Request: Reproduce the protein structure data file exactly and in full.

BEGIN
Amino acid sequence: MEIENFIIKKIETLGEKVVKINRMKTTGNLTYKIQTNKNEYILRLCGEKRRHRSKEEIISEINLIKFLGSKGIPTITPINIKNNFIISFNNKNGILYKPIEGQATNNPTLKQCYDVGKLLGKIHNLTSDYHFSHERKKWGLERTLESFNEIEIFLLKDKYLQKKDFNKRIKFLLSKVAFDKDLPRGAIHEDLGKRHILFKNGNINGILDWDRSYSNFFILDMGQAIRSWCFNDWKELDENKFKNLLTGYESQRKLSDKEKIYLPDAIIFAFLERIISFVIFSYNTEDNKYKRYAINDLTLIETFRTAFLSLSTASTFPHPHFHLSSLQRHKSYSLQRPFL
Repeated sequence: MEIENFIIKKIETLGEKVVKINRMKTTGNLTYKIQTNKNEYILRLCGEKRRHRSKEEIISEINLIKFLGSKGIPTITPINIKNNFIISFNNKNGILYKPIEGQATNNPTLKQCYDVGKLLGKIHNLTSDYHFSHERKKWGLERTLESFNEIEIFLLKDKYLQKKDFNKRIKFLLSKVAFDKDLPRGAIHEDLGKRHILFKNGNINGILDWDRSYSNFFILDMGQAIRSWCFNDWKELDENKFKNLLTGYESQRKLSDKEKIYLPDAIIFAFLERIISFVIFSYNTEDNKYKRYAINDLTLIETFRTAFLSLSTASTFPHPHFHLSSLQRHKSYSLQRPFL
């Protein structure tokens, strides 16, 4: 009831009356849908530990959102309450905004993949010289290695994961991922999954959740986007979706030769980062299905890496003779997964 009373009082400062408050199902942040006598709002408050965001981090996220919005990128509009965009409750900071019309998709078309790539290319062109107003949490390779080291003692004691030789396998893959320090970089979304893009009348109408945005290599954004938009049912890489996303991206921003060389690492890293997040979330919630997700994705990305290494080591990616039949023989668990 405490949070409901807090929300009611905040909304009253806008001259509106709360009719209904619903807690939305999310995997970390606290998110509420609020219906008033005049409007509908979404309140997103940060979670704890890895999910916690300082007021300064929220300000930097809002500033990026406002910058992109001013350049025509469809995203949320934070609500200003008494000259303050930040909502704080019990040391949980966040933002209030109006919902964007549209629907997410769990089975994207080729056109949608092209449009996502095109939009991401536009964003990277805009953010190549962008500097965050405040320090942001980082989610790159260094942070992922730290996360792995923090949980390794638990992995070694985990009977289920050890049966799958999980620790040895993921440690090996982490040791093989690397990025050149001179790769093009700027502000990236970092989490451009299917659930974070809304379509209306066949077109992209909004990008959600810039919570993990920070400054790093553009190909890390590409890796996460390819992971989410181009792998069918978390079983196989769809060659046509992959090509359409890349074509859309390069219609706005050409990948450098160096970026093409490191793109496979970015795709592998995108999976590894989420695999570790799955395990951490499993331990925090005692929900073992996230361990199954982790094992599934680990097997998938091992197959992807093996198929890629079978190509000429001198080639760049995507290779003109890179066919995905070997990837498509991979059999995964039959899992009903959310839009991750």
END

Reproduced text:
Amino acid sequence: MEIENFIIKKIETLGEKVVKINRMKTTGNLTYKIQTNKNEYILRLCGEKRRHRSKEEIISEINLIKFLGSKGIPTITPINIKNNFIISFNNKNGILYKPIEGQATNNPTLKQCYDVGKLLGKIHNLTSDYHFSHERKKWGLERTLESFNEIEIFLLKDKYLQKKDFNKRIKFLLSKVAFDKDLPRGAIHEDLGKRHILFKNGNINGILDWDRSYSNFFILDMGQAIRSWCFNDWKELDENKFKNLLTGYESQRKLSDKEKIYLPDAIIFAFLERIISFVIFSYNTEDNKYKRYAINDLTLIETFRTAFLSLSTASTFPHPHFHLSSLQRHKSYSLQRPFL
Repeated sequence: MEIENFIIKKIETLGEKVVKINRMKTTGNLTYKIQTNKNEYILRLCGEKRRHRSKEEIISEINLIKFLGSKGIPTITPINIKNNFIISFNNKNGILYKPIEGQATNNPTLKQCYDVGKLLGKIHNLTSDYHFSHERKKWGLERTLESFNEIEIFLLKDKYLQKKDFNKRIKFLLSKVAFDKDLPRGAIHEDLGKRHILFKNGNINGILDWDRSYSNFFILDMGQAIRSWCFNDWKELDENKFKNLLTGYESQRKLSDKEKIYLPDAIIFAFLERIISFVIFSYNTEDNKYKRYAINDLTLIETFRTAFLSLSTASTFPHPHFHLSSLQRHKSYSLQRPFL
């Protein structure tokens, strides 16, 4: 009831009356849908530990959102309450905004993949010289290695994961991922999954959740986007979706030769980062299905890496003779997964 009373009082400062408050199902942040006598709002408050965001981090996220919005990128509009965009409750900071019309998709078309790539290319062109107003949490390779080291003692004691030789396998893959320090970089979304893009009348109408945005290599954004938009049912890489996303991206921003060389690492890293997040979330919630997700994705990305290494080591990616039949023989668990 405490949070409901807090929300009611905040909304009253806008001259509106709360009719209904619903807690939305999310995997970390606290998110509420609020219906008033005049409007509908979404309140997103940060979670704890890895999910916690300082007021300064929220300000930097809002500033990026406002910058992109001013350049025509469809995203949320934070609500200003008494000259303050930040909502704080019990040391949980966040933002209030109006919902964007549209629907997410769990089975994207080729056109949608092209449009996502095109939009991401536009964003990277805009953010190549962008500097965050405040320090942001980082989610790159260094942070992922730290996360792995923090949980390794638990992995070694985990009977289920050890049966799958999980620790040895993921440690090996982490040791093989690397990025050149001179790769093009700027502000990236970092989490451009299917659930974070809304379509209306066949077109992209909004990008959600810039919570993990920070400054790093553009190909890390590409890796996460390819992971989410181009792998069918978390079983196989769809060659046509992959090509359409890349074509859309390069219609706005050409990948450098160096970026093409490191793109496979970015795709592998995108999976590894989420695999570790799955395990951490499993331990925090005692929900073992996230361990199954982790094992599934680990097997998938091992197959992807093996198929890629079978190509000429001198080639760049995507290779003109890179066919995905070997990837498509991979059999995964039959899992009903959310839009991750």